With 45 years of experience dedicated exclusively to healthcare facility planning, programming, and design, and more than 200 healthcare facilities across the world built in his vision, John Currie, FAIA, FRSPH, RIBA, EDAC is not only a prolific healthcare architect but also a public health aficionado. From community hospitals to academic medical centers, specialty hospitals, and cancer care facilities, he is consistently noted among the leading experts in healthcare facility development.
John joins a number of other noted public health authorities in a newly published collection of essays, Architectural Factors for Infection and Disease Control, edited by Dak Kopec, Ph.D. and AnnaMarie Bliss. The book is, at its core, an exploration of disease transmission and its effects and influences on designed environments. In the constantly changing world of healthcare, insights into past and present design are paramount to a successful future. John sheds light on this and more in his chapter entitled ‘Isolation, Quarantine, Infection Control: Architecture and Planning in Service to Public Health’. We had the pleasure of discussing the chapter with John, digging deep into his personal interest in infection control and what it means in context of designing healthcare spaces today.
Tell us a little bit about your background and your specific interest in infection control.
I have been in the world of planning, programming, and designing health care facilities for well over 40 years. I received a graduate architectural degree in health facilities design with a minor in hospital administration, and served as a Medical Service Corps Officer in the US Army where part of my training was as a field medic. Since then, I have been privileged to use the skills I’ve learned to carry out health-related design projects all over the world.
I have been a member of The Association for Professionals in Infection Control and Epidemiology (APIC), the Royal Society for Public Health (RSPH), and the Association for the Advancement of Medical Instrumentation (AAMI) for over 25 years, and hold a Graduate Certificate in Public Health.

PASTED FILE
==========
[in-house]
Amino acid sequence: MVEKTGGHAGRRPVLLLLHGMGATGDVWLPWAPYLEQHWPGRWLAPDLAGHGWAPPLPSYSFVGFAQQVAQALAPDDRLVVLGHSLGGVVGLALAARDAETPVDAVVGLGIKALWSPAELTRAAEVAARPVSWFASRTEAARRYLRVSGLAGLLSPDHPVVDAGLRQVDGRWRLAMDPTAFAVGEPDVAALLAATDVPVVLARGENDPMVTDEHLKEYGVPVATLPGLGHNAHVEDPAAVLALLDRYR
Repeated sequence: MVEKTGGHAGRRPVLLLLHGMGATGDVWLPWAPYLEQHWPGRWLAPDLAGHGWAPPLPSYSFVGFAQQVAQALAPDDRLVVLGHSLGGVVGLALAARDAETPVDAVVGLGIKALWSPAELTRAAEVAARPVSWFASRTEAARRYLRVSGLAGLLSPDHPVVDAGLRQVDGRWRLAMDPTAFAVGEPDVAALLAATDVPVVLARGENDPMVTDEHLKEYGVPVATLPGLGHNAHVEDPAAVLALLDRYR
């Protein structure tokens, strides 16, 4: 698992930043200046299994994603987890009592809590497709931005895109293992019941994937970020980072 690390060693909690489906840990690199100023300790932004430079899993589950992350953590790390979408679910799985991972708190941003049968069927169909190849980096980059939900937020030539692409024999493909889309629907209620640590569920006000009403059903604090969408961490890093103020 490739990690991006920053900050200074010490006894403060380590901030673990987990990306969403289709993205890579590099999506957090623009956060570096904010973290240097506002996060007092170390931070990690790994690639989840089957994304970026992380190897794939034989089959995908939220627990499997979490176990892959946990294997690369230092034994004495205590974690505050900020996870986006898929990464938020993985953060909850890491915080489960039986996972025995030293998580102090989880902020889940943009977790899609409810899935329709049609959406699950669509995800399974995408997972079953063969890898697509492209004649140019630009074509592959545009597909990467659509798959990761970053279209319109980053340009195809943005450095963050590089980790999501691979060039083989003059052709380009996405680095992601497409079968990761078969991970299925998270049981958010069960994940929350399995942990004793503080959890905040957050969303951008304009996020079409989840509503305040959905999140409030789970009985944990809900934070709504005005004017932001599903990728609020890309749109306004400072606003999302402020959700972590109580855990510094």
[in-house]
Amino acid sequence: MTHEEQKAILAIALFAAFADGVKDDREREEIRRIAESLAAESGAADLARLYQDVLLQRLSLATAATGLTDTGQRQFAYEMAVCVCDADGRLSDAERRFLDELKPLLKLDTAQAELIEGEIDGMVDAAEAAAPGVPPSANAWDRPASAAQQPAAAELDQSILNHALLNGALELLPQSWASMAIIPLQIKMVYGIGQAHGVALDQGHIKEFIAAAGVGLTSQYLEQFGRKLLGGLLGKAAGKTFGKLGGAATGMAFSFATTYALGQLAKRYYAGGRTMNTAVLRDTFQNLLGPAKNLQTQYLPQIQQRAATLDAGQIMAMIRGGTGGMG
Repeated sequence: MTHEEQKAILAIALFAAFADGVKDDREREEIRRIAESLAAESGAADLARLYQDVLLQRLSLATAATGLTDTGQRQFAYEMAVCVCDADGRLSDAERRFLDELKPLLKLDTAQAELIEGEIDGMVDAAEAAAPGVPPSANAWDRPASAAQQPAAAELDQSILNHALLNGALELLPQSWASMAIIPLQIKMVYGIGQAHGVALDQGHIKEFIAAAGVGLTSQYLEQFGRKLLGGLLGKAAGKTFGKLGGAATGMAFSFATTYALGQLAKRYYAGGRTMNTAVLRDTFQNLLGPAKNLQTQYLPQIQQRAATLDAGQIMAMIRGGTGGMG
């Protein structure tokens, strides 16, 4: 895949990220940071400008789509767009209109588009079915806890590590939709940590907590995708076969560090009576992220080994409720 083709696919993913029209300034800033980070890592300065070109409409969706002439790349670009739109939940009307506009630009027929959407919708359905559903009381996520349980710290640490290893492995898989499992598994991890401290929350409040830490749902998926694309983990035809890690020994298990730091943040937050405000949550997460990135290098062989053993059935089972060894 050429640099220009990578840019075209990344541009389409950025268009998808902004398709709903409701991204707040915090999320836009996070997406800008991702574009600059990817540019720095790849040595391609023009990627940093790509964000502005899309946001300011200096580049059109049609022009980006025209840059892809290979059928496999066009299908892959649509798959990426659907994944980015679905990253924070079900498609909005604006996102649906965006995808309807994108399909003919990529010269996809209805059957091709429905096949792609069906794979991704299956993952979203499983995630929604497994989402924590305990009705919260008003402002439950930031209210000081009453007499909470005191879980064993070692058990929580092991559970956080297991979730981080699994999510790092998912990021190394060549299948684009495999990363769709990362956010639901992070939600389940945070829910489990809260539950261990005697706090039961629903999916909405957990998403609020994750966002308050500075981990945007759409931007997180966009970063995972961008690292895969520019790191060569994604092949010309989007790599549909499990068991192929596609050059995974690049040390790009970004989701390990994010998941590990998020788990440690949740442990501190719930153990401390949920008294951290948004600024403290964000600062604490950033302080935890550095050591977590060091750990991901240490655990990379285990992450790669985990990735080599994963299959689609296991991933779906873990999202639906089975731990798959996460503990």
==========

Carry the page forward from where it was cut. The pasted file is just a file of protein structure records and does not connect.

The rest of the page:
I believe that understanding infection control/prevention on a historical and theoretical level is essential to making proper, supportive design decisions. It is important to know the history of medicine and public health. What decisions were made, and why? What was observed as a result? Was practice modified to try and improve outcomes or were old practices retained out of habit or erroneous belief systems?
Further, I believe that there is overarching importance to having shared knowledge equivalent to that of the care providers we serve. In other words: it is critical we know what our clients expect.
Can you summarize ‘Architectural Factors for Infection and Disease Control’? What was the mission of the book, and how does your chapter fit into it?
When I was invited by Dak Kopec, Ph.D., a faculty member at the University of Nevada School of Architecture, to contribute to the collection he was curating for publication, I knew exactly what I wanted to highlight. The chapter I was assigned to write would lead the contents of the book, setting the throughline for the chapters that followed.
While some chapters are very specific and others are more all-encompassing (like mine), each has a point of view about architecture and health that is valuable to healthcare architects and designers in guiding thought and intellectual exploration.